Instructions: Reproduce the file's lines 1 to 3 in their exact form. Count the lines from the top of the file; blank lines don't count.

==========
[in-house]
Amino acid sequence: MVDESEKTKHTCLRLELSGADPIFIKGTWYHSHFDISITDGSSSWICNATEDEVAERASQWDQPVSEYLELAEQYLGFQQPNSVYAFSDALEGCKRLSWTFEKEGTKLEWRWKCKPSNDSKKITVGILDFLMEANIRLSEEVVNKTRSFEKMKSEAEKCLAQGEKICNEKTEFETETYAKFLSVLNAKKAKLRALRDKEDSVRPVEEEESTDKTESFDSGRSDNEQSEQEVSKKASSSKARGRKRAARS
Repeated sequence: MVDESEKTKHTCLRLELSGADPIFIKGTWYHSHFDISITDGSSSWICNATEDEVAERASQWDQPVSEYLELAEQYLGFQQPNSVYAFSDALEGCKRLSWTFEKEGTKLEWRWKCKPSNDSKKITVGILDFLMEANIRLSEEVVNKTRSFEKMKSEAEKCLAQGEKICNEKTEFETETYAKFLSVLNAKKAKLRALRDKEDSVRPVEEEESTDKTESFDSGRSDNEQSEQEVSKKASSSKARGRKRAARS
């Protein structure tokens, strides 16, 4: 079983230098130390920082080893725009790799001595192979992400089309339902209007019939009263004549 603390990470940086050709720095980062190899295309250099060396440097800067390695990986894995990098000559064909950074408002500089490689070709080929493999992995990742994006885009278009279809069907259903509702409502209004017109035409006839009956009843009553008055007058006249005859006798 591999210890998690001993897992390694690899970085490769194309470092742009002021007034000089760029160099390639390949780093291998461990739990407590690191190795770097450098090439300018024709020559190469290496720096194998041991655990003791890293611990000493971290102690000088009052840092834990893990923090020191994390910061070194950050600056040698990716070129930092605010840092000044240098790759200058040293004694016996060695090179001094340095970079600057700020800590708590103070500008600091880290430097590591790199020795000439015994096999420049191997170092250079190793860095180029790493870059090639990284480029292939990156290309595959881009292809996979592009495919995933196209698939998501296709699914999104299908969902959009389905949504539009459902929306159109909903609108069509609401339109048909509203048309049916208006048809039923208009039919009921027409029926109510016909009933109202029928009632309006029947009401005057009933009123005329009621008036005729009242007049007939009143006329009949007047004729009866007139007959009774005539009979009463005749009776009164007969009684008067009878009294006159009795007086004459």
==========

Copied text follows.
[in-house]
Amino acid sequence: MVDESEKTKHTCLRLELSGADPIFIKGTWYHSHFDISITDGSSSWICNATEDEVAERASQWDQPVSEYLELAEQYLGFQQPNSVYAFSDALEGCKRLSWTFEKEGTKLEWRWKCKPSNDSKKITVGILDFLMEANIRLSEEVVNKTRSFEKMKSEAEKCLAQGEKICNEKTEFETETYAKFLSVLNAKKAKLRALRDKEDSVRPVEEEESTDKTESFDSGRSDNEQSEQEVSKKASSSKARGRKRAARS
Repeated sequence: MVDESEKTKHTCLRLELSGADPIFIKGTWYHSHFDISITDGSSSWICNATEDEVAERASQWDQPVSEYLELAEQYLGFQQPNSVYAFSDALEGCKRLSWTFEKEGTKLEWRWKCKPSNDSKKITVGILDFLMEANIRLSEEVVNKTRSFEKMKSEAEKCLAQGEKICNEKTEFETETYAKFLSVLNAKKAKLRALRDKEDSVRPVEEEESTDKTESFDSGRSDNEQSEQEVSKKASSSKARGRKRAARS